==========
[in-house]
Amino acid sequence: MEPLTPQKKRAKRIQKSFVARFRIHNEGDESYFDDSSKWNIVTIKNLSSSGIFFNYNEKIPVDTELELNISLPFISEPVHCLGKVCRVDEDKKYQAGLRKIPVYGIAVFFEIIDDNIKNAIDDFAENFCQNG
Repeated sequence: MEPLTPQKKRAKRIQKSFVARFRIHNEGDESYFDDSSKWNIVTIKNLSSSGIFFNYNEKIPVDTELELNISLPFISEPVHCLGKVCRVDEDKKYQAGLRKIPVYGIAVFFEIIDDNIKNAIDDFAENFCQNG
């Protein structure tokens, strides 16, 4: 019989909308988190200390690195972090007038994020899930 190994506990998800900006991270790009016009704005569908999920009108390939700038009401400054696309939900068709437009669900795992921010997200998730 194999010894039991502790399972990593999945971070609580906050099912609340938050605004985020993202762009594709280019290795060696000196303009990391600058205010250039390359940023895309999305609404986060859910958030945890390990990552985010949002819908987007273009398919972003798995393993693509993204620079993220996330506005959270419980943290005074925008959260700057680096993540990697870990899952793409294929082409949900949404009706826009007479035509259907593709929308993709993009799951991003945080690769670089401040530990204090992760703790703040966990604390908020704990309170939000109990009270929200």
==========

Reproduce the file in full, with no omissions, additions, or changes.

[in-house]
Amino acid sequence: MEPLTPQKKRAKRIQKSFVARFRIHNEGDESYFDDSSKWNIVTIKNLSSSGIFFNYNEKIPVDTELELNISLPFISEPVHCLGKVCRVDEDKKYQAGLRKIPVYGIAVFFEIIDDNIKNAIDDFAENFCQNG
Repeated sequence: MEPLTPQKKRAKRIQKSFVARFRIHNEGDESYFDDSSKWNIVTIKNLSSSGIFFNYNEKIPVDTELELNISLPFISEPVHCLGKVCRVDEDKKYQAGLRKIPVYGIAVFFEIIDDNIKNAIDDFAENFCQNG
């Protein structure tokens, strides 16, 4: 019989909308988190200390690195972090007038994020899930 190994506990998800900006991270790009016009704005569908999920009108390939700038009401400054696309939900068709437009669900795992921010997200998730 194999010894039991502790399972990593999945971070609580906050099912609340938050605004985020993202762009594709280019290795060696000196303009990391600058205010250039390359940023895309999305609404986060859910958030945890390990990552985010949002819908987007273009398919972003798995393993693509993204620079993220996330506005959270419980943290005074925008959260700057680096993540990697870990899952793409294929082409949900949404009706826009007479035509259907593709929308993709993009799951991003945080690769670089401040530990204090992760703790703040966990604390908020704990309170939000109990009270929200």